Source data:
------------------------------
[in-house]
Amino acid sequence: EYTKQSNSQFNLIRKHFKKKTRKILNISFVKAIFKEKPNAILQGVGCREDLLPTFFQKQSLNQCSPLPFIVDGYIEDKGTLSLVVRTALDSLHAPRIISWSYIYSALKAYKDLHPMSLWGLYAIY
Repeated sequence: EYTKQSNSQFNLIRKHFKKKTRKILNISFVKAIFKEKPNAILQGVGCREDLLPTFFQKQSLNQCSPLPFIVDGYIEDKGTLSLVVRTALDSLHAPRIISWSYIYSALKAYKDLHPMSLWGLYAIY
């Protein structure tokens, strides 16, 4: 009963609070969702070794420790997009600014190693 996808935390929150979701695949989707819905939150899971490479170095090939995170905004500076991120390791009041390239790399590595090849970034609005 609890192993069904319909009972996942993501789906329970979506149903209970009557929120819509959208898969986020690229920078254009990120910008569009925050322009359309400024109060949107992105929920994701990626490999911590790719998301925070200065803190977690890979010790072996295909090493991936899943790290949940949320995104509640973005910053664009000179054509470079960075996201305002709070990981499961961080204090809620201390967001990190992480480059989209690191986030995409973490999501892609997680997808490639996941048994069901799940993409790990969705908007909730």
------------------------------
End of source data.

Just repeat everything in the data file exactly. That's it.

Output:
[in-house]
Amino acid sequence: EYTKQSNSQFNLIRKHFKKKTRKILNISFVKAIFKEKPNAILQGVGCREDLLPTFFQKQSLNQCSPLPFIVDGYIEDKGTLSLVVRTALDSLHAPRIISWSYIYSALKAYKDLHPMSLWGLYAIY
Repeated sequence: EYTKQSNSQFNLIRKHFKKKTRKILNISFVKAIFKEKPNAILQGVGCREDLLPTFFQKQSLNQCSPLPFIVDGYIEDKGTLSLVVRTALDSLHAPRIISWSYIYSALKAYKDLHPMSLWGLYAIY
């Protein structure tokens, strides 16, 4: 009963609070969702070794420790997009600014190693 996808935390929150979701695949989707819905939150899971490479170095090939995170905004500076991120390791009041390239790399590595090849970034609005 609890192993069904319909009972996942993501789906329970979506149903209970009557929120819509959208898969986020690229920078254009990120910008569009925050322009359309400024109060949107992105929920994701990626490999911590790719998301925070200065803190977690890979010790072996295909090493991936899943790290949940949320995104509640973005910053664009000179054509470079960075996201305002709070990981499961961080204090809620201390967001990190992480480059989209690191986030995409973490999501892609997680997808490639996941048994069901799940993409790990969705908007909730």